In the end all it took was a month of stone pelting in Srinagar for the powers that be to appeal the top secessionist in Jammu and Kashmir (J&K), Syed Ali Shah Geelani, for help.
Geelani has obliged. On Wednesday, he appealed to the anarchic crowds of Srinagar for calm. His words worked and for a moment, if only a moment, normalcy seems to have returned. He, of course, demanded a price for his support. It will be high. This is not evident now, but it will be, in the times ahead.
In the past five-odd years, overt support for pro-Pakistan groups in the Kashmir valley came down considerably. Two factors played an important role in this development. Talks between then president of Pakistan Pervez Musharraf, with whom Geelani never agreed, had borne some fruit. This led to some respite from the Pakistani side, real and rhetorical. It was this declining support for militancy that permitted the conduct of assembly elections in 2008. Violence and dislocations over the years resulted in the yearning for peace in Kashmir. Geelani’s politics, and in turn his fortunes, were on the wane in this period.
This, however, does not fit into the new Pakistani game plan. A civilian government lends too much legitimacy for “Indian rule” in the state. From Islamabad’s perspective, it becomes vital that there be a governance paralysis in J&K. What better than recurring images of stone-pelting crowds of young people, some as small as nine years of age. It is a different question, however, to ask if a nine-year-old can comprehend complex political questions. But then Kashmir has never been a place interested in resolving difficulties. Azadi is a painkiller for all its ills.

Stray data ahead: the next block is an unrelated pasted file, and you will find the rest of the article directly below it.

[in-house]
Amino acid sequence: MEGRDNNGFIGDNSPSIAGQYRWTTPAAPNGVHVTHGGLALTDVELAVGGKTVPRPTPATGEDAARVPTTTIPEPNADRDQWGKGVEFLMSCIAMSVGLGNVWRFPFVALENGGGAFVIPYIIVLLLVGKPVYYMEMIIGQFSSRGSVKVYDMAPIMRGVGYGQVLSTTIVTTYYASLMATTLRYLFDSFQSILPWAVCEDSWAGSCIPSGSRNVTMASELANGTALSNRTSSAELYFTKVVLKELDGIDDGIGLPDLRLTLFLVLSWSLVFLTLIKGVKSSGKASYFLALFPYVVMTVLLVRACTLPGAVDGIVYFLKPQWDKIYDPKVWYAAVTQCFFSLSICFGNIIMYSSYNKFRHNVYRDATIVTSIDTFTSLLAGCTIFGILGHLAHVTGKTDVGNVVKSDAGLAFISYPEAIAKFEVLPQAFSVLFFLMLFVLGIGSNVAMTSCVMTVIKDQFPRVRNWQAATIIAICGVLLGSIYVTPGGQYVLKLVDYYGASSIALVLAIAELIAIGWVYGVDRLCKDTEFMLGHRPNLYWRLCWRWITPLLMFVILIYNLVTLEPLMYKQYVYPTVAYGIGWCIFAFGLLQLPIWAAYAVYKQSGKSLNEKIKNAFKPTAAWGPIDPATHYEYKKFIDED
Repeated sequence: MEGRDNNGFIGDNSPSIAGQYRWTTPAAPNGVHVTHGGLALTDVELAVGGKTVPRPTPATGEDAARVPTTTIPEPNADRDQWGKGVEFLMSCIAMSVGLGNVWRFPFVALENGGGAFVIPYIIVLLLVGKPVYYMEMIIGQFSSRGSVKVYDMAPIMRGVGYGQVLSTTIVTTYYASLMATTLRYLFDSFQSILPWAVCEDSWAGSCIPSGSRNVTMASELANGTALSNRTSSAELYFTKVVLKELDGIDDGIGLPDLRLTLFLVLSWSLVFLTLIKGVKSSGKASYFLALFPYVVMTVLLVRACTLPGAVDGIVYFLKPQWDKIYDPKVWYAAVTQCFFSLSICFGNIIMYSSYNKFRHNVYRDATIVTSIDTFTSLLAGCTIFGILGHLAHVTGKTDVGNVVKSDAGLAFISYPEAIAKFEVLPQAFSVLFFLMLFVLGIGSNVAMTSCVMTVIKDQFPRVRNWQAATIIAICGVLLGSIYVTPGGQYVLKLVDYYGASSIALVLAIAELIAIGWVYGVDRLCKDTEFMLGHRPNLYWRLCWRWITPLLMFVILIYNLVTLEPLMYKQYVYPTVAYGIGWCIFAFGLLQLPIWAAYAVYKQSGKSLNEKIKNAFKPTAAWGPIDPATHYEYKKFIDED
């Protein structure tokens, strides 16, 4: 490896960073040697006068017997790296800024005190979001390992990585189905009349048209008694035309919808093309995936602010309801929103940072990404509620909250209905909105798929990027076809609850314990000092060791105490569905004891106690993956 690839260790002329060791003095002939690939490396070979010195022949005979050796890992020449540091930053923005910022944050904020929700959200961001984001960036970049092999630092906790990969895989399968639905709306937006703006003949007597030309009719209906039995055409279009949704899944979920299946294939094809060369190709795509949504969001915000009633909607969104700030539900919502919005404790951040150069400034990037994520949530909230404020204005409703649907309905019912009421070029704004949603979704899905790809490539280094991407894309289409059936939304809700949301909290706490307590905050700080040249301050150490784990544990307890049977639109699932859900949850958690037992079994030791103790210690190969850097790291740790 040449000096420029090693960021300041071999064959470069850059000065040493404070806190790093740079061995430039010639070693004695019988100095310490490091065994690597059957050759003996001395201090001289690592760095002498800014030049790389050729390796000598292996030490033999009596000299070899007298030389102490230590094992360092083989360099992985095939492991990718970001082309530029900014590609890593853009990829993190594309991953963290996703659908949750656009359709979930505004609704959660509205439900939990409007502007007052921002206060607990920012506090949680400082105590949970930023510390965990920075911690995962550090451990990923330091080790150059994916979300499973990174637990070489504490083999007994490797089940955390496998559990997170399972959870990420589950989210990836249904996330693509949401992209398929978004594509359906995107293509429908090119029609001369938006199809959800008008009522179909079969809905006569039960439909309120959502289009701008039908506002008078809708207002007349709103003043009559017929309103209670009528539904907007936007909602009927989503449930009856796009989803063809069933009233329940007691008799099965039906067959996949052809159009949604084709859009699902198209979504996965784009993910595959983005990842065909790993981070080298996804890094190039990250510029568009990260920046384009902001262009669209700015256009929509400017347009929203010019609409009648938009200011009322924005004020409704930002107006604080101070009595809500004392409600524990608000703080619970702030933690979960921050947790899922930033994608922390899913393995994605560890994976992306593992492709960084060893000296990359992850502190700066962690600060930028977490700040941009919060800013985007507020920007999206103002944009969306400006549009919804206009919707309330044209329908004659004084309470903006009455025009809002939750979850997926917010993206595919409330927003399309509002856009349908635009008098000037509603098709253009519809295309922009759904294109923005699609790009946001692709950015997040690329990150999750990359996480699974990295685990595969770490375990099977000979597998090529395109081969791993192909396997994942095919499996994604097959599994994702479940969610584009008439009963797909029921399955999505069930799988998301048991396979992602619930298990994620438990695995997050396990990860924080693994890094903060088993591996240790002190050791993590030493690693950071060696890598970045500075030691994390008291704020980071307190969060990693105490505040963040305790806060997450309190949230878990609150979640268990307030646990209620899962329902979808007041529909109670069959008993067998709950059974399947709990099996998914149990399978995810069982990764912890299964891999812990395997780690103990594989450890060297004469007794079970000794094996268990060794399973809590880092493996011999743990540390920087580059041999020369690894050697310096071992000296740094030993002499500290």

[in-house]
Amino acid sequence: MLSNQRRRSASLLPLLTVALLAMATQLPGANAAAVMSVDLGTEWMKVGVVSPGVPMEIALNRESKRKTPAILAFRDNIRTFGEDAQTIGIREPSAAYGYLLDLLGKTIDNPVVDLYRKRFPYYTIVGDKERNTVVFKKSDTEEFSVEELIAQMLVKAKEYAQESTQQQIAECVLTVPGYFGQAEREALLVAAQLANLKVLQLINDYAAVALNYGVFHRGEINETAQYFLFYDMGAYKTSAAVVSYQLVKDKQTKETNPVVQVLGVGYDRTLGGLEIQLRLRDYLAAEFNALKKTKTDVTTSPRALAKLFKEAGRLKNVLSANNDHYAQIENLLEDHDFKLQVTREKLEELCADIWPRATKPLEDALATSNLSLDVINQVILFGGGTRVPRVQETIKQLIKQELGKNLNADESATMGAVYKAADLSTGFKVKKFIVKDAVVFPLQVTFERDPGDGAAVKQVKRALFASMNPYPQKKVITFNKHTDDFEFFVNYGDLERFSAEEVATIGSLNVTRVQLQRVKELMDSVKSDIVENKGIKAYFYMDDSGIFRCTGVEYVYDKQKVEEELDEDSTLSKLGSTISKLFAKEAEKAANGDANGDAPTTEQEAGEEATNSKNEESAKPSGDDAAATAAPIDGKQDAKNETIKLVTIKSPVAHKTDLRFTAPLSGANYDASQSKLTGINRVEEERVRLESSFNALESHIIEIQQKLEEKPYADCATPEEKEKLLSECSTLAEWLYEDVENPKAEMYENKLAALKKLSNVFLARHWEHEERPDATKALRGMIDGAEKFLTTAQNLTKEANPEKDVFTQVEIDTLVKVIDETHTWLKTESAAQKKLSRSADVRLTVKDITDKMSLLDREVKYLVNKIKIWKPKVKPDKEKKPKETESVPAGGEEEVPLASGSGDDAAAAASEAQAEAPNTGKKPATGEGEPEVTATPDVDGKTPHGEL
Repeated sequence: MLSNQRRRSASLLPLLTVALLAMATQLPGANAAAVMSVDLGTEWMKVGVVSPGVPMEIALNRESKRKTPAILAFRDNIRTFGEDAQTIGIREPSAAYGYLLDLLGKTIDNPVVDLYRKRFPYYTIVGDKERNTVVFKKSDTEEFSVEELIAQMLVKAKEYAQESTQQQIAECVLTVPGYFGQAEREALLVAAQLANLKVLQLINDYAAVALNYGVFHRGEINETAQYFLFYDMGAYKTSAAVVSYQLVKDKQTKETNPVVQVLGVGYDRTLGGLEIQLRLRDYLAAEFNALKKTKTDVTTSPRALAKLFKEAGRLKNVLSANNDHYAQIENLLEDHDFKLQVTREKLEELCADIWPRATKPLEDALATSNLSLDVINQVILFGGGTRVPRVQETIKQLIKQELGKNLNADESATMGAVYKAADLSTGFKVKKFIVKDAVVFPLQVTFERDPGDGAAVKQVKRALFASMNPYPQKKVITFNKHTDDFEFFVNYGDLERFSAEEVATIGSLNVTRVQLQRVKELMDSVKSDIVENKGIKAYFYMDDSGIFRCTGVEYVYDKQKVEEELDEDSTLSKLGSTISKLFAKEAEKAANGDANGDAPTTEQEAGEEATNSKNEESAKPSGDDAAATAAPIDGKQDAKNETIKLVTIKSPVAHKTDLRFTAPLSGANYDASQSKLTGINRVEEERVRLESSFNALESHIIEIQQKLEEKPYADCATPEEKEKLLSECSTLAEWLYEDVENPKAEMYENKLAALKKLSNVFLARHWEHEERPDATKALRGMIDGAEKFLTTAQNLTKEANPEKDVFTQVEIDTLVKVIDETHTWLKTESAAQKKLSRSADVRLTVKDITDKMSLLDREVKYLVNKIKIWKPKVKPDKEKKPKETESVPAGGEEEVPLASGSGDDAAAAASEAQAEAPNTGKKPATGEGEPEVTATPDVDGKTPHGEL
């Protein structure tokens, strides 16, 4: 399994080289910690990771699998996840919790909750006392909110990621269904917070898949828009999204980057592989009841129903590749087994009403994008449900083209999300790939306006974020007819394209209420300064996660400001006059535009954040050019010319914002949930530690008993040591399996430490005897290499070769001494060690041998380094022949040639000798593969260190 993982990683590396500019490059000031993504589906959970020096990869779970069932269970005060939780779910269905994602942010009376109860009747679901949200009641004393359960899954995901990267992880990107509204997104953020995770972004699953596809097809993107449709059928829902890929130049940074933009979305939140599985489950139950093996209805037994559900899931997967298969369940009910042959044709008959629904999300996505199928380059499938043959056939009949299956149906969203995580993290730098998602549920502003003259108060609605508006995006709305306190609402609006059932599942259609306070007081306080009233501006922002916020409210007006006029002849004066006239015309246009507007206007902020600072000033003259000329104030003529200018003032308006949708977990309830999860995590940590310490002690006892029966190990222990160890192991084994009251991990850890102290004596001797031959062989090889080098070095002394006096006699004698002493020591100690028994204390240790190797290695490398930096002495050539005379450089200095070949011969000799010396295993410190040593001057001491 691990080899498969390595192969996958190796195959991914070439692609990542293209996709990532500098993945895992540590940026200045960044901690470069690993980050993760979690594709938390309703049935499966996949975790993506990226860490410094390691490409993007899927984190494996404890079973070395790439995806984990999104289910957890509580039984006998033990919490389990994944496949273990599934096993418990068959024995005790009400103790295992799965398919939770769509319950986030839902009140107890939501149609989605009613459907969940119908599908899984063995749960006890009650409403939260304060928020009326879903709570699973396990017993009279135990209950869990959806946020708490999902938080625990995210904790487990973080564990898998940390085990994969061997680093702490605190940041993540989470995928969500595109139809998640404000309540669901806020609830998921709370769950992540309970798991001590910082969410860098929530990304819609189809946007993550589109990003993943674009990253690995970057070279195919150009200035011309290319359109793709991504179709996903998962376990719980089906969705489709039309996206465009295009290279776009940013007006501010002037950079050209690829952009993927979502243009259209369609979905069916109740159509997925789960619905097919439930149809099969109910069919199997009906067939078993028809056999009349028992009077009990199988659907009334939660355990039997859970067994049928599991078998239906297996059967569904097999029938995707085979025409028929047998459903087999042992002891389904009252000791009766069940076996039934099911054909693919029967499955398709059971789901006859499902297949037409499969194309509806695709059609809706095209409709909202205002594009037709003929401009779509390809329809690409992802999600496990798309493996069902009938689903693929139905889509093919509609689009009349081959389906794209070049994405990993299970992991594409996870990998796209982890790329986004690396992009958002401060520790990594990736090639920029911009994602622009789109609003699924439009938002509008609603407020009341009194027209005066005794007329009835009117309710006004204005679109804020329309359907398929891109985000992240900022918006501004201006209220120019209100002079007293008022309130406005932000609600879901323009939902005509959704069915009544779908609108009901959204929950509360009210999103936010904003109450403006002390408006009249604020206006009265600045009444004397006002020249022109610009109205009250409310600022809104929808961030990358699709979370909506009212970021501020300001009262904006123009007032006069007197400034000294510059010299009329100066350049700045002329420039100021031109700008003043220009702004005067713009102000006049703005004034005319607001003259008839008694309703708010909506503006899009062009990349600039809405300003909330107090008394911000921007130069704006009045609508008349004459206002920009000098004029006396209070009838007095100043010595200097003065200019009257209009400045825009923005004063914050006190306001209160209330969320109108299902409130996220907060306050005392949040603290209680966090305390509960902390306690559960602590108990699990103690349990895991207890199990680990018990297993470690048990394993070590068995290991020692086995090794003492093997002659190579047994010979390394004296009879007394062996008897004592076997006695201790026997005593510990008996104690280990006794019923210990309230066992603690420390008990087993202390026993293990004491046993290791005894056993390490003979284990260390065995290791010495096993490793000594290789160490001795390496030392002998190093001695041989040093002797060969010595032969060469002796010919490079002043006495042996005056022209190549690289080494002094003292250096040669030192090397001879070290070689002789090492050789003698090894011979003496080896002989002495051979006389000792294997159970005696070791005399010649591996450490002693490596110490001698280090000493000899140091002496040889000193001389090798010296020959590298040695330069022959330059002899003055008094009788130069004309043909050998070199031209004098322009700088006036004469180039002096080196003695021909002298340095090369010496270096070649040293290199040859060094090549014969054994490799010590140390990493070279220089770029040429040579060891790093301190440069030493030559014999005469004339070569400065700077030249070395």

In this situation, to permit political space to Geelani is a dangerous move. By his own admission, an aide to chief minister Omar Abdullah approached him with an “offer”. What this “offer” will do is to eat away all the space for mainstream political parties such as the People’s Democratic Party and Abdullah’s National Conference, space that has been won with the blood of soldiers. If there could be a setback to normalcy in the state, this is it.
The international context, too, is not propitious, if it ever was. A Pakistan that feels it’s “winning” against India, combined with re-legitimization of secessionist politics, is a box of dry gunpowder. It is waiting to explode.
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